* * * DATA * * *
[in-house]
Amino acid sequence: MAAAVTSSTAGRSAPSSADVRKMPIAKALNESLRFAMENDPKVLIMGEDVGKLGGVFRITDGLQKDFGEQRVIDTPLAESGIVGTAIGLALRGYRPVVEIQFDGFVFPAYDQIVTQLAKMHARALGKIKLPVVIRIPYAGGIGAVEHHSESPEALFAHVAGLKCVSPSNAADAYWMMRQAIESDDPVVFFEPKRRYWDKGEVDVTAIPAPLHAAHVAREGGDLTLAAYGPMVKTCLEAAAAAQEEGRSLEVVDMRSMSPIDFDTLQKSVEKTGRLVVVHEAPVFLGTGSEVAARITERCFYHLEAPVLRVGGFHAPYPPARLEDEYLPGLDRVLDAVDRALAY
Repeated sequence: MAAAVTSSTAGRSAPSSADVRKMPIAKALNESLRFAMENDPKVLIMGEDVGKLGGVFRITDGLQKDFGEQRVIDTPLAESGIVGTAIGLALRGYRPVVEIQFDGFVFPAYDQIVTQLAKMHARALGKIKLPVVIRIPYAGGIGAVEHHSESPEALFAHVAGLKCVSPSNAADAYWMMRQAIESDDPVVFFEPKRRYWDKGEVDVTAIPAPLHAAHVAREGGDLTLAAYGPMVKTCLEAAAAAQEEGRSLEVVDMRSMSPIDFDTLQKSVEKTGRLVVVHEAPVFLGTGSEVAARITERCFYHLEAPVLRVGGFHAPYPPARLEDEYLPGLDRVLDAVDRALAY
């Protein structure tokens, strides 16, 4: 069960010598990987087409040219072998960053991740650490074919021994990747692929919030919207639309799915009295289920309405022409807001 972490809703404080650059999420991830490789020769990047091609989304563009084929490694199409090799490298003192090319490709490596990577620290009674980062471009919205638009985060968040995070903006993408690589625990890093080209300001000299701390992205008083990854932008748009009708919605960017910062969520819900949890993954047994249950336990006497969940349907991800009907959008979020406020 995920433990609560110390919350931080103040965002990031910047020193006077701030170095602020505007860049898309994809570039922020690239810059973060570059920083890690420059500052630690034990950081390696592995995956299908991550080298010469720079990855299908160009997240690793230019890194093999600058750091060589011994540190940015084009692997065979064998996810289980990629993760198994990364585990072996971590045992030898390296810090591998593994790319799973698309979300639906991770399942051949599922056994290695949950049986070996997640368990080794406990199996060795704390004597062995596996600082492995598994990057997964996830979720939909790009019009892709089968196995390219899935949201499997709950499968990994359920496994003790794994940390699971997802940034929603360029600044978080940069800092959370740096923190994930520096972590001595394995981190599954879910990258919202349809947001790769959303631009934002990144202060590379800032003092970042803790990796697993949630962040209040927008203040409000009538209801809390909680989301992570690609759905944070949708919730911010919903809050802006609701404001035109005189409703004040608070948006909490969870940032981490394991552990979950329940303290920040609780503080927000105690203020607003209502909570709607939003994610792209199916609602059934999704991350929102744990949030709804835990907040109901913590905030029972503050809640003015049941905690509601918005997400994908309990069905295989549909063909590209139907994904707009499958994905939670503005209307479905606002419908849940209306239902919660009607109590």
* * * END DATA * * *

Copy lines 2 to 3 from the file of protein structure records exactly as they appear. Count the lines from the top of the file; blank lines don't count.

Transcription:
Amino acid sequence: MAAAVTSSTAGRSAPSSADVRKMPIAKALNESLRFAMENDPKVLIMGEDVGKLGGVFRITDGLQKDFGEQRVIDTPLAESGIVGTAIGLALRGYRPVVEIQFDGFVFPAYDQIVTQLAKMHARALGKIKLPVVIRIPYAGGIGAVEHHSESPEALFAHVAGLKCVSPSNAADAYWMMRQAIESDDPVVFFEPKRRYWDKGEVDVTAIPAPLHAAHVAREGGDLTLAAYGPMVKTCLEAAAAAQEEGRSLEVVDMRSMSPIDFDTLQKSVEKTGRLVVVHEAPVFLGTGSEVAARITERCFYHLEAPVLRVGGFHAPYPPARLEDEYLPGLDRVLDAVDRALAY
Repeated sequence: MAAAVTSSTAGRSAPSSADVRKMPIAKALNESLRFAMENDPKVLIMGEDVGKLGGVFRITDGLQKDFGEQRVIDTPLAESGIVGTAIGLALRGYRPVVEIQFDGFVFPAYDQIVTQLAKMHARALGKIKLPVVIRIPYAGGIGAVEHHSESPEALFAHVAGLKCVSPSNAADAYWMMRQAIESDDPVVFFEPKRRYWDKGEVDVTAIPAPLHAAHVAREGGDLTLAAYGPMVKTCLEAAAAAQEEGRSLEVVDMRSMSPIDFDTLQKSVEKTGRLVVVHEAPVFLGTGSEVAARITERCFYHLEAPVLRVGGFHAPYPPARLEDEYLPGLDRVLDAVDRALAY